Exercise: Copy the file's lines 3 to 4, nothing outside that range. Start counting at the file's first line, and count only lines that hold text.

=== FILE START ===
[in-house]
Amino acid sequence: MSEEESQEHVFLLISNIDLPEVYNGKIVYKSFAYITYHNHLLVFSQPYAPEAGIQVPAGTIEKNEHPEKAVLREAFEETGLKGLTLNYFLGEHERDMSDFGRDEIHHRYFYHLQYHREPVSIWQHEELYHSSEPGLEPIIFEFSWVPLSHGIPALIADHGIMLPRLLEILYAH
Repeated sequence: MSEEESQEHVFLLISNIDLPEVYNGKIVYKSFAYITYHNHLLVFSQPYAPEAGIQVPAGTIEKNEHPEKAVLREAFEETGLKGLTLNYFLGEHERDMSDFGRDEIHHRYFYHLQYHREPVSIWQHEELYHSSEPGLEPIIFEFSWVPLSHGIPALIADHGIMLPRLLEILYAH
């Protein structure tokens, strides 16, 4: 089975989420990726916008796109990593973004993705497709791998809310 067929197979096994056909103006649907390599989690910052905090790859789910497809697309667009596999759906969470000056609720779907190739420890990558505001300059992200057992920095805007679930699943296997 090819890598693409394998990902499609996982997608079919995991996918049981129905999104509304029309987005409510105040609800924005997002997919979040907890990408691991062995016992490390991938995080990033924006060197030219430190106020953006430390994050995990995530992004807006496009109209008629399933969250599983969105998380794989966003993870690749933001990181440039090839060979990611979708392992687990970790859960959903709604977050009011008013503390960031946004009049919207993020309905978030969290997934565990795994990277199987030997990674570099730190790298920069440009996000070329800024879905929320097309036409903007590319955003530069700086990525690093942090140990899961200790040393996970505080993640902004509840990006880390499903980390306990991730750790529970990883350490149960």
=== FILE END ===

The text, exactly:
Repeated sequence: MSEEESQEHVFLLISNIDLPEVYNGKIVYKSFAYITYHNHLLVFSQPYAPEAGIQVPAGTIEKNEHPEKAVLREAFEETGLKGLTLNYFLGEHERDMSDFGRDEIHHRYFYHLQYHREPVSIWQHEELYHSSEPGLEPIIFEFSWVPLSHGIPALIADHGIMLPRLLEILYAH
């Protein structure tokens, strides 16, 4: 089975989420990726916008796109990593973004993705497709791998809310 067929197979096994056909103006649907390599989690910052905090790859789910497809697309667009596999759906969470000056609720779907190739420890990558505001300059992200057992920095805007679930699943296997 090819890598693409394998990902499609996982997608079919995991996918049981129905999104509304029309987005409510105040609800924005997002997919979040907890990408691991062995016992490390991938995080990033924006060197030219430190106020953006430390994050995990995530992004807006496009109209008629399933969250599983969105998380794989966003993870690749933001990181440039090839060979990611979708392992687990970790859960959903709604977050009011008013503390960031946004009049919207993020309905978030969290997934565990795994990277199987030997990674570099730190790298920069440009996000070329800024879905929320097309036409903007590319955003530069700086990525690093942090140990899961200790040393996970505080993640902004509840990006880390499903980390306990991730750790529970990883350490149960």